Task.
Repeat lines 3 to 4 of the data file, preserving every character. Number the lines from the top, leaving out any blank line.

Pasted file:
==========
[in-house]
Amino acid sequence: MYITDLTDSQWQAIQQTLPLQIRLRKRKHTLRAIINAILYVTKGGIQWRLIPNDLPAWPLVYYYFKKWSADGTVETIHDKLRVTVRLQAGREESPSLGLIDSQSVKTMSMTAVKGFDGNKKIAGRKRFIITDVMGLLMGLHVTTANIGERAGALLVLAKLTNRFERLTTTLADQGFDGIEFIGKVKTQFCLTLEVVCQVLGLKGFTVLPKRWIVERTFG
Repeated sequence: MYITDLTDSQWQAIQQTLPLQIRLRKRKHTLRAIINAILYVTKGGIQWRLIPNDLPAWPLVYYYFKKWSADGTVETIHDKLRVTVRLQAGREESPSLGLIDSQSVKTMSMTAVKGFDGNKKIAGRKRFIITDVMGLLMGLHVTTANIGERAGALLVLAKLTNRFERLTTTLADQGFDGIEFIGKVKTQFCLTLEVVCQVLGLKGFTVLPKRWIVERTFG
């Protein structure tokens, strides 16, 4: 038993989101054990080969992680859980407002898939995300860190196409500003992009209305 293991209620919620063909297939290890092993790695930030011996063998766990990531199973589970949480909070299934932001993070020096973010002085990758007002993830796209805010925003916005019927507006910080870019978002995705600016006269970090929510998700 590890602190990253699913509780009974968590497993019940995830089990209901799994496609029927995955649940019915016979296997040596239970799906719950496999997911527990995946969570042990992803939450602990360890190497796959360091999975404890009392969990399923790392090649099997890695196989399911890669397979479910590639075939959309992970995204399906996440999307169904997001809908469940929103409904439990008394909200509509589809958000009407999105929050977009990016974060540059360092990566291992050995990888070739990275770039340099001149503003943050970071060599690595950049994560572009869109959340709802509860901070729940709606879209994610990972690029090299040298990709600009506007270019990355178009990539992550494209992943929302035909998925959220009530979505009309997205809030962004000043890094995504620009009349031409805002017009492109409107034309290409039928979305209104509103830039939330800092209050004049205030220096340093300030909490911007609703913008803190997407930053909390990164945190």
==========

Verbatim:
Repeated sequence: MYITDLTDSQWQAIQQTLPLQIRLRKRKHTLRAIINAILYVTKGGIQWRLIPNDLPAWPLVYYYFKKWSADGTVETIHDKLRVTVRLQAGREESPSLGLIDSQSVKTMSMTAVKGFDGNKKIAGRKRFIITDVMGLLMGLHVTTANIGERAGALLVLAKLTNRFERLTTTLADQGFDGIEFIGKVKTQFCLTLEVVCQVLGLKGFTVLPKRWIVERTFG
């Protein structure tokens, strides 16, 4: 038993989101054990080969992680859980407002898939995300860190196409500003992009209305 293991209620919620063909297939290890092993790695930030011996063998766990990531199973589970949480909070299934932001993070020096973010002085990758007002993830796209805010925003916005019927507006910080870019978002995705600016006269970090929510998700 590890602190990253699913509780009974968590497993019940995830089990209901799994496609029927995955649940019915016979296997040596239970799906719950496999997911527990995946969570042990992803939450602990360890190497796959360091999975404890009392969990399923790392090649099997890695196989399911890669397979479910590639075939959309992970995204399906996440999307169904997001809908469940929103409904439990008394909200509509589809958000009407999105929050977009990016974060540059360092990566291992050995990888070739990275770039340099001149503003943050970071060599690595950049994560572009869109959340709802509860901070729940709606879209994610990972690029090299040298990709600009506007270019990355178009990539992550494209992943929302035909998925959220009530979505009309997205809030962004000043890094995504620009009349031409805002017009492109409107034309290409039928979305209104509103830039939330800092209050004049205030220096340093300030909490911007609703913008803190997407930053909390990164945190």